How To Keep That 2013 Weight Loss Resolution In Shape

NEW YORK (MainStreet) — Millions of determined Americans will step on a scale today, committed to a diet and exercise program that will help them shed excess pounds for a healthier 2013.

After all, it is the beginning of January, and that’s when New Year’s resolution’s are at their strongest.

But hold the phone — or, more accurately, hold that slice of cheesecake.

Studies show Americans don’t last too long on their New Year’s weight loss resolutions.

The web site StatisticBrain.com, reporting on data from the University of Scranton and the Journal of Clinical Psychology, says the top resolution this year is losing weight.

But while 75% of Americans will work hard and keep that resolution going through the first week of the year, by July 1 that number drops well below 40% as the months peel off the calendar.

It really doesn’t have to be that way. Losing weight and being diligent isn’t easy, but it’s highly doable.

At least, that’s the opinion of researchers from the University of Houston’s Obesity Research Center.

While New Year’s self-promises can “fizzle out quickly,” the center says that with a little discipline and some serious effort, those resolutions can be achievable. Here’s a snapshot of some key strategies researchers maintain can turn a broken New Year’s promise into a highly successful realized one:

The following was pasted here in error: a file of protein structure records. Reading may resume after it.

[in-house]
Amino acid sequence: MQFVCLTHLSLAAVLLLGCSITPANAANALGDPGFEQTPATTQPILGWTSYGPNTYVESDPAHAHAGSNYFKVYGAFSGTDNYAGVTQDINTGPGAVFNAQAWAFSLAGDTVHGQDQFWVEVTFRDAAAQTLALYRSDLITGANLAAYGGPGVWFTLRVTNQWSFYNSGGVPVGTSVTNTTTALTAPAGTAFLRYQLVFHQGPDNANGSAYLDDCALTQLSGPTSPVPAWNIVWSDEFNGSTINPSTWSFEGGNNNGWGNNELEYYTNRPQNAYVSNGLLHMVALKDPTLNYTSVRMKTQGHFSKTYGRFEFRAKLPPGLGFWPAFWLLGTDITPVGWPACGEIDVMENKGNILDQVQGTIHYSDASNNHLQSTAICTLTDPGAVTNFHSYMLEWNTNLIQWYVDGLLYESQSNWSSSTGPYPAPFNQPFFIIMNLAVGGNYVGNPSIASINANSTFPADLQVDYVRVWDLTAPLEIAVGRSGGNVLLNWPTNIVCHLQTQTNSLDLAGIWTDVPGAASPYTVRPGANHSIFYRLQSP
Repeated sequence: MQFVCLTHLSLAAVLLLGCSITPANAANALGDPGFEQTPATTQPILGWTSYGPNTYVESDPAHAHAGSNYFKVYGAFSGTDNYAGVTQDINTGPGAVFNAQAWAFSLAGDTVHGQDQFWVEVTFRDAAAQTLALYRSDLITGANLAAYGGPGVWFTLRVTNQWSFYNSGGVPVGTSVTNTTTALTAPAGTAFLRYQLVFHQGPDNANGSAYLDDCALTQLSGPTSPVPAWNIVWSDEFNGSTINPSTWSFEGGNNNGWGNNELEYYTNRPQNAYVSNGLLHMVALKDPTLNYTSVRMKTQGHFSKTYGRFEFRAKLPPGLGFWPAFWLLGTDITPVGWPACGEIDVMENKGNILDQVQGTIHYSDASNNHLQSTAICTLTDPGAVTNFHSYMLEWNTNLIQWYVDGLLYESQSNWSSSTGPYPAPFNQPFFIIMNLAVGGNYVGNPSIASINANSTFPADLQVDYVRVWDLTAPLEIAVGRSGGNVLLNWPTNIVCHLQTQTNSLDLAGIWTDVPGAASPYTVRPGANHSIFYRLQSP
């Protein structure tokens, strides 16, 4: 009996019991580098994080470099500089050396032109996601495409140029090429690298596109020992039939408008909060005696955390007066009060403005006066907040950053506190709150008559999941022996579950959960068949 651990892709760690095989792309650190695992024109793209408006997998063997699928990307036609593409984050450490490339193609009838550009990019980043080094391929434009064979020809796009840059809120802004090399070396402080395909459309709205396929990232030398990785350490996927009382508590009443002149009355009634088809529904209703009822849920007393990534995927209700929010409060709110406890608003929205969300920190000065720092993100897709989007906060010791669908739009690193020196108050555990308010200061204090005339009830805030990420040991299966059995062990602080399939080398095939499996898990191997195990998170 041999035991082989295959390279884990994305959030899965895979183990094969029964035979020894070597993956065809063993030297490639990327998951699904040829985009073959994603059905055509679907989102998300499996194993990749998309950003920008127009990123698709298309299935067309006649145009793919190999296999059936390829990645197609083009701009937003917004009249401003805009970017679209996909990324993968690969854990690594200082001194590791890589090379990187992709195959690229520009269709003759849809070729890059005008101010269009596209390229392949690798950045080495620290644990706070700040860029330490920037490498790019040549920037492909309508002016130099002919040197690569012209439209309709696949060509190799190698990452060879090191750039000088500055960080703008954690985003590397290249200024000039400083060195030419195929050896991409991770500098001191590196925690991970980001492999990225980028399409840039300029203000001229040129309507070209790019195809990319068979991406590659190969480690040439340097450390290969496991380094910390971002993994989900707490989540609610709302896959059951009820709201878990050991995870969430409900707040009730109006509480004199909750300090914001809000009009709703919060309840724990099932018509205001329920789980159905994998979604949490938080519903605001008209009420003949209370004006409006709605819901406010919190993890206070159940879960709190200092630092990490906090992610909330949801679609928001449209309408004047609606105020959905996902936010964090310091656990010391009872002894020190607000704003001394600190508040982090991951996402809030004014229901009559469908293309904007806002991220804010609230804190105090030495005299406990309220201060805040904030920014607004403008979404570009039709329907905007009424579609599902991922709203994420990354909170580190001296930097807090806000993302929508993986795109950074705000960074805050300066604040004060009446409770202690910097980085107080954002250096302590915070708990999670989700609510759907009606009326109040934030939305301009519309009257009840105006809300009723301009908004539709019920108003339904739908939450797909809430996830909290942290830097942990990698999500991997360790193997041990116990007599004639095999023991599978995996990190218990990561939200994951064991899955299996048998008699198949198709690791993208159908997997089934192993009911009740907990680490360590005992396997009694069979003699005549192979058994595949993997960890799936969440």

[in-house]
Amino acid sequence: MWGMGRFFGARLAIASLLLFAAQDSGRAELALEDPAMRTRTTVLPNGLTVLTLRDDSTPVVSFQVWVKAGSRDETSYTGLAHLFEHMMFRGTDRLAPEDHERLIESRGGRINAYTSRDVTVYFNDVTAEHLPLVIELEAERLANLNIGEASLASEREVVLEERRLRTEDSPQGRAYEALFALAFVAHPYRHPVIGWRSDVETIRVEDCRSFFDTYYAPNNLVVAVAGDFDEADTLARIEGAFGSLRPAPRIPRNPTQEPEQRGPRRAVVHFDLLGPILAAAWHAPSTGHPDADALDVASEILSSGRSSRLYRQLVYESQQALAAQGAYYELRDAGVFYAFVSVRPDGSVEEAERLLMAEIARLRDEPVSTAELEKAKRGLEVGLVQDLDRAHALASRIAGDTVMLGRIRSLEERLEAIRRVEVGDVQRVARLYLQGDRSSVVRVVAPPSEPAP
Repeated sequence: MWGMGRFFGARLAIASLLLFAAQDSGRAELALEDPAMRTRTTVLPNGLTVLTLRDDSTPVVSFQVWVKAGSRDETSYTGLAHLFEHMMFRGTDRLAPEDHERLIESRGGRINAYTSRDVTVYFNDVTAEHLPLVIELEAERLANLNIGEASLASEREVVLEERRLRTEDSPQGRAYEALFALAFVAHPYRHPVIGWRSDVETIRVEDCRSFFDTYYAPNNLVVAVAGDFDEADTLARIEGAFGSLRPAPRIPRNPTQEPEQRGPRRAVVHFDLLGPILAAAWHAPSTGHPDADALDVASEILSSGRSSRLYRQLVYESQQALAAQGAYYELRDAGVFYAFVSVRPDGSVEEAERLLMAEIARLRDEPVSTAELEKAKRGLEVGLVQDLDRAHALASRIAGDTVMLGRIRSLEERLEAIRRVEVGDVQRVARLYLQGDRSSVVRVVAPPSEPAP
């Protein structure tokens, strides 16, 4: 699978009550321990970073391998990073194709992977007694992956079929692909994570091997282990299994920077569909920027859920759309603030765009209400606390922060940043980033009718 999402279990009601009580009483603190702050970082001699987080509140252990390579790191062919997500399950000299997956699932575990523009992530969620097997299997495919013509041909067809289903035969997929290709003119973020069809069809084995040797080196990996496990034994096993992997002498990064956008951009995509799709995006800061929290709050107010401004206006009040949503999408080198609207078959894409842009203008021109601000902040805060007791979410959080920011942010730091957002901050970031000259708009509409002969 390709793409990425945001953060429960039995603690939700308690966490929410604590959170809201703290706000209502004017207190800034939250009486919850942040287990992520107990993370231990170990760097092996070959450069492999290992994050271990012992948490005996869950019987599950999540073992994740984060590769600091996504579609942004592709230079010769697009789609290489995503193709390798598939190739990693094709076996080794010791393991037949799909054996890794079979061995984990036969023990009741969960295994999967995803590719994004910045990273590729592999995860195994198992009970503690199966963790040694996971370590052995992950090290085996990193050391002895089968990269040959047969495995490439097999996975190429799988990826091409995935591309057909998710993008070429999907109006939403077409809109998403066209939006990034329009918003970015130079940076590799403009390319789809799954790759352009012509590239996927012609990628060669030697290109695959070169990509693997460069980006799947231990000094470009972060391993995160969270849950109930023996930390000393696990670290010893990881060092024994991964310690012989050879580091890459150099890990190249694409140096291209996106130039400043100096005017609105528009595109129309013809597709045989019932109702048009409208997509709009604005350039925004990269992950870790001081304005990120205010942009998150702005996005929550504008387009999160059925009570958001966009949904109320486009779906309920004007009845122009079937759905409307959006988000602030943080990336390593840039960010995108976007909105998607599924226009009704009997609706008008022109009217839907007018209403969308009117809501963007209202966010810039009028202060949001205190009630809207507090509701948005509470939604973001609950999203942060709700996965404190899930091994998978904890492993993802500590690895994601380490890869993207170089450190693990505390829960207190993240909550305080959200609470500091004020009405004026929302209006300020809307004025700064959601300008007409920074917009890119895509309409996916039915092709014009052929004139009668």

No beating yourself up. If you do slip up and miss jogging for a few days, or break down and have an extra cheeseburger while watching this week’s Patriots-Texans playoff tilt, there is no need for despair. If you miss a jog, get up and go first thing the next morning. If you eat too much, eat less the next day.

Take notes. Your chances of keeping a resolution active and rolling are better if you keep a journal, or at least “document the evidence.” Write down your successes and failures (start with your daily weight figure) and log your daily physical activities. With your resolution down there in black and white, staring right back up there at you, it’s easier to stay motivated and keep your weight loss campaign online.

Aim for 30. University of Houston researchers say a minimum of 30 minutes per day of exercise will wake a world of difference and yield measurable results. Also, be creative with your 30-minutes mission. “This should make you sweat a little bit, like walking fast, but even vigorous housework can count,” says University of Houston researchers. “Take yourself sightseeing or plan an activity where you will be able to move around. Even window shopping is better than sitting on the couch. Daily physical activity significantly improves your body functioning on a cellular level, and your body is better able to lose and avoid gaining weight.”

Get help. Build a support team and use it to meet your weight loss goals. Friends and family can root you on, hold you accountable and act as a sounding board when things get tough. Ask them to jog with you or join you for a salad. When it comes to losing weight, there really is strength in numbers.

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